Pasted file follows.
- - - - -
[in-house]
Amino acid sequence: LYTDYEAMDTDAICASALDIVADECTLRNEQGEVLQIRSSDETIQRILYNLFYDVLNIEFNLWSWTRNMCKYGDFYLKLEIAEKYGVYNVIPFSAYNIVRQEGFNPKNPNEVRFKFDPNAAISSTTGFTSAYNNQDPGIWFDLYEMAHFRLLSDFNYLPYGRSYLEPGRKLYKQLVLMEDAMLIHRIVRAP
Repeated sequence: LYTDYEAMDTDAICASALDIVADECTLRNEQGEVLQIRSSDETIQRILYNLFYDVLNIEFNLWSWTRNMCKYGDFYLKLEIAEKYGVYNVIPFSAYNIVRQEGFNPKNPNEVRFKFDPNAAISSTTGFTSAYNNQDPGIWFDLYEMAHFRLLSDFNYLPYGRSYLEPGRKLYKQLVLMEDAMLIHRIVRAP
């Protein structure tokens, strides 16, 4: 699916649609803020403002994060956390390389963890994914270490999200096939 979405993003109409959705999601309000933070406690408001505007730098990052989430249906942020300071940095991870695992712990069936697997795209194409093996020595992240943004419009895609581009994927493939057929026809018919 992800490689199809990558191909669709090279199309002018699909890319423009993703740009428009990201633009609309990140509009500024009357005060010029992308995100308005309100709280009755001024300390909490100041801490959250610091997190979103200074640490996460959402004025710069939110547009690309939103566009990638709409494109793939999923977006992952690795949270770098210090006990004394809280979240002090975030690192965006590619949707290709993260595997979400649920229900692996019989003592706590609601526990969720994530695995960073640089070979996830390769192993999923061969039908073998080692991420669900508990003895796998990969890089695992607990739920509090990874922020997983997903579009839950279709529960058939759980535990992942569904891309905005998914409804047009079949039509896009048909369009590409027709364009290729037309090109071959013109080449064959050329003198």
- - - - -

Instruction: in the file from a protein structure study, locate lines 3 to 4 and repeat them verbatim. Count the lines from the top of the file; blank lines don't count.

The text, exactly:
Repeated sequence: LYTDYEAMDTDAICASALDIVADECTLRNEQGEVLQIRSSDETIQRILYNLFYDVLNIEFNLWSWTRNMCKYGDFYLKLEIAEKYGVYNVIPFSAYNIVRQEGFNPKNPNEVRFKFDPNAAISSTTGFTSAYNNQDPGIWFDLYEMAHFRLLSDFNYLPYGRSYLEPGRKLYKQLVLMEDAMLIHRIVRAP
């Protein structure tokens, strides 16, 4: 699916649609803020403002994060956390390389963890994914270490999200096939 979405993003109409959705999601309000933070406690408001505007730098990052989430249906942020300071940095991870695992712990069936697997795209194409093996020595992240943004419009895609581009994927493939057929026809018919 992800490689199809990558191909669709090279199309002018699909890319423009993703740009428009990201633009609309990140509009500024009357005060010029992308995100308005309100709280009755001024300390909490100041801490959250610091997190979103200074640490996460959402004025710069939110547009690309939103566009990638709409494109793939999923977006992952690795949270770098210090006990004394809280979240002090975030690192965006590619949707290709993260595997979400649920229900692996019989003592706590609601526990969720994530695995960073640089070979996830390769192993999923061969039908073998080692991420669900508990003895796998990969890089695992607990739920509090990874922020997983997903579009839950279709529960058939759980535990992942569904891309905005998914409804047009079949039509896009048909369009590409027709364009290729037309090109071959013109080449064959050329003198």